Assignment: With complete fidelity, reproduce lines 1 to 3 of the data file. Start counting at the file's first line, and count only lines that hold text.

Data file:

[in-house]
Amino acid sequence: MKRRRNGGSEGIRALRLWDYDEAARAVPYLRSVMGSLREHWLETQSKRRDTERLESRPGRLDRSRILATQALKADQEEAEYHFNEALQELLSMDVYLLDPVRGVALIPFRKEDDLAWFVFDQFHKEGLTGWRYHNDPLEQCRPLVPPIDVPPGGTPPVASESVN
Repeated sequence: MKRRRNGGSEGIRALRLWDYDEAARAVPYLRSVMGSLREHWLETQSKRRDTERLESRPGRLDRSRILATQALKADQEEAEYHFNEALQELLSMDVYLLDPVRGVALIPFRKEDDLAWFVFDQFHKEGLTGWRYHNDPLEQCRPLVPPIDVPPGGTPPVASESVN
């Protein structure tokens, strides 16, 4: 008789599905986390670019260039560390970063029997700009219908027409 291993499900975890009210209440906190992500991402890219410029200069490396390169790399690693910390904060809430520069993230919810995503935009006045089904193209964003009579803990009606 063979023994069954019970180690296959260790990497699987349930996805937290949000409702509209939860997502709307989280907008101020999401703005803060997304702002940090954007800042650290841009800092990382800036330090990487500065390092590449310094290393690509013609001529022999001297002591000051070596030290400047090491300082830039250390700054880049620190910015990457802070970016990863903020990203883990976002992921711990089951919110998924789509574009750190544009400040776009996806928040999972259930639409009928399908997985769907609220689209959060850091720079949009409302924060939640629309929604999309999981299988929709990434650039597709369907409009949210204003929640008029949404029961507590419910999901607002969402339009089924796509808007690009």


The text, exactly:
[in-house]
Amino acid sequence: MKRRRNGGSEGIRALRLWDYDEAARAVPYLRSVMGSLREHWLETQSKRRDTERLESRPGRLDRSRILATQALKADQEEAEYHFNEALQELLSMDVYLLDPVRGVALIPFRKEDDLAWFVFDQFHKEGLTGWRYHNDPLEQCRPLVPPIDVPPGGTPPVASESVN
Repeated sequence: MKRRRNGGSEGIRALRLWDYDEAARAVPYLRSVMGSLREHWLETQSKRRDTERLESRPGRLDRSRILATQALKADQEEAEYHFNEALQELLSMDVYLLDPVRGVALIPFRKEDDLAWFVFDQFHKEGLTGWRYHNDPLEQCRPLVPPIDVPPGGTPPVASESVN